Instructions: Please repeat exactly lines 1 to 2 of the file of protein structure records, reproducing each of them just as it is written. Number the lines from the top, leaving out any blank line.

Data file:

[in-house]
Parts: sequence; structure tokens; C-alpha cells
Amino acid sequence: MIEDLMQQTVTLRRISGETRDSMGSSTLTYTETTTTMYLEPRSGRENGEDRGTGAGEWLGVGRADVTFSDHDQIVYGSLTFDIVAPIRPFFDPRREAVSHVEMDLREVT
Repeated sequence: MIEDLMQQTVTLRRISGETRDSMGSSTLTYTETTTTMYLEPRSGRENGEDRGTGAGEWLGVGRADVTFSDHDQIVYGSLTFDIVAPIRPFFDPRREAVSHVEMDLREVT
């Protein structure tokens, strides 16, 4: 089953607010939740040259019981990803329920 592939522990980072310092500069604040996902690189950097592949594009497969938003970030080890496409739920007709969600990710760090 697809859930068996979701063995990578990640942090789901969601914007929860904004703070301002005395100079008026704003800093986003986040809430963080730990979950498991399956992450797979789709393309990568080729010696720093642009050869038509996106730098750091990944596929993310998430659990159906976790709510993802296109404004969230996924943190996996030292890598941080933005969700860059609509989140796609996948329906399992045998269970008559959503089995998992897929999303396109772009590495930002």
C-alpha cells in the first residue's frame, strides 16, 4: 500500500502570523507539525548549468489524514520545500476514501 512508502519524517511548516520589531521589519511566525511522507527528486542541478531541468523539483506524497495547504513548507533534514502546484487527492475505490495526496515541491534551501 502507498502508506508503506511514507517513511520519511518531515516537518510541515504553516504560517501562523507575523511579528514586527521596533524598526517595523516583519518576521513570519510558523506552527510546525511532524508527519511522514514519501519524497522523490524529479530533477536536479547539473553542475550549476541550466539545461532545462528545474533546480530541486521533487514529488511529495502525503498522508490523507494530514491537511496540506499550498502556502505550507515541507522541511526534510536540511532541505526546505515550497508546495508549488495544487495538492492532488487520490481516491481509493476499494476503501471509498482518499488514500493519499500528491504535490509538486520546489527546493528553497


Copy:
[in-house]
Parts: sequence; structure tokens; C-alpha cells